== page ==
The simplest solution, if you can't figure out how to reverse that motor, may be to replace it with a motor that *is* reversable. (I have an old Sears drillpress which has a motor that can be reversed by swapping the connections to two terminals; I wired that to a DPDT switch so I can control the direction without having to rewire. I also have a table saw from the same period, with a motor that has about the same power, which does *not* have that feature... not that there's be much use for it on a saw, of course. Point is, some do, some don't, and if yours doesn't you might want to look for one that does.)
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Is it even reversable? Most ac motors are not.
Actually most ARE ! Its a question of phasing the windings correctly. BRUSHED AC ones can be problematic, but induction motors are always reversible Steve
I did not know that! I've seen a few that had terminals marked to reverse rotation. So if terminals are not marked for reverse rotation, you have to "rewire" or what?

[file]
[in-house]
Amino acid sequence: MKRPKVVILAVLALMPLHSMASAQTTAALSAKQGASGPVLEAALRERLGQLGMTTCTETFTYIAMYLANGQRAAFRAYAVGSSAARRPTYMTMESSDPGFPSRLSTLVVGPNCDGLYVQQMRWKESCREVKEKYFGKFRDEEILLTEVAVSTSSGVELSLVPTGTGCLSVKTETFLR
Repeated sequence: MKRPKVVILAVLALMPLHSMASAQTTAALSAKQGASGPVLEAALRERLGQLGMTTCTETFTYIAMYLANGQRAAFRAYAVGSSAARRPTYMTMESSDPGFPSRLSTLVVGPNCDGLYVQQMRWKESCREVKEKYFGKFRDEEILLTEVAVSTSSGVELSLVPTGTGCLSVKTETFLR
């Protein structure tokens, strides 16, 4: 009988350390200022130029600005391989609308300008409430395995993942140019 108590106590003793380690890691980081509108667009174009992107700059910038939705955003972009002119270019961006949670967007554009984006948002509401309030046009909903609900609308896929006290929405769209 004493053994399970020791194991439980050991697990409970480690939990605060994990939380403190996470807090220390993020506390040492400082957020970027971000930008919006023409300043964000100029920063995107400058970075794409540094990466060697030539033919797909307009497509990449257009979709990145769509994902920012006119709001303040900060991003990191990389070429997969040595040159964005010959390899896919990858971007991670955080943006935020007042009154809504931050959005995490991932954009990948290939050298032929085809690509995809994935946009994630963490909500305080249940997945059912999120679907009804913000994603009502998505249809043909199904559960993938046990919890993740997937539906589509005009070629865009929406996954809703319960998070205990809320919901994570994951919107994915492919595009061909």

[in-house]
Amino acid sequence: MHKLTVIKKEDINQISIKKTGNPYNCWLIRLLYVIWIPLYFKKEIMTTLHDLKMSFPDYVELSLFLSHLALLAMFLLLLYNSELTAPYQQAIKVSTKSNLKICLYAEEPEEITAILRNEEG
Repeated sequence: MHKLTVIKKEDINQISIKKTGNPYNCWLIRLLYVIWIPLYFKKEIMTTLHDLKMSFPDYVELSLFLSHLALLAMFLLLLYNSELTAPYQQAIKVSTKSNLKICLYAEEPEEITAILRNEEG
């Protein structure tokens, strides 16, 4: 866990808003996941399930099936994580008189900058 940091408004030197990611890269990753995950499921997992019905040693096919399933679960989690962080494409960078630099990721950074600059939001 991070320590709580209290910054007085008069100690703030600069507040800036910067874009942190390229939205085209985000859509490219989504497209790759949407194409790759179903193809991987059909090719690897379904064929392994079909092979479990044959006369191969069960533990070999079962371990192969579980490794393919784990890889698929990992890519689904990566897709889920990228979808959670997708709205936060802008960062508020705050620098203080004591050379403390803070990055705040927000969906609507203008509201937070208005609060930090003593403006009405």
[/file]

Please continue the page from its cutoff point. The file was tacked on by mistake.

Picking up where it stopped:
I always thought the same - that ac motors of some types always start in a random direction - like microwave turntables or other small ones...surely theres a logic to how the coils force it to go a particular direction.
JFYI REAALLLy cheap AC motors don't start preferentially, but they often have a kick spring to push them the way they need to go. Slighly less cheap one "shaded pole" motors have a shorted turn that shapes the magnetic field slightly so the motor starts in one dirction, at the cost of wasted heat.
There we go - otherwise it would need a smart exciter circuit to use the correct coils in the right order to begin with - like a brushless dc.
. FWIW, the only microwave I took apart had a mechanical "toggle" that flopped around and reversed the turntable.
Try a Google search. There seem to be a lot of resources out there for Atlas lathes (two words, not one). If you know the model number you will have a lot more success.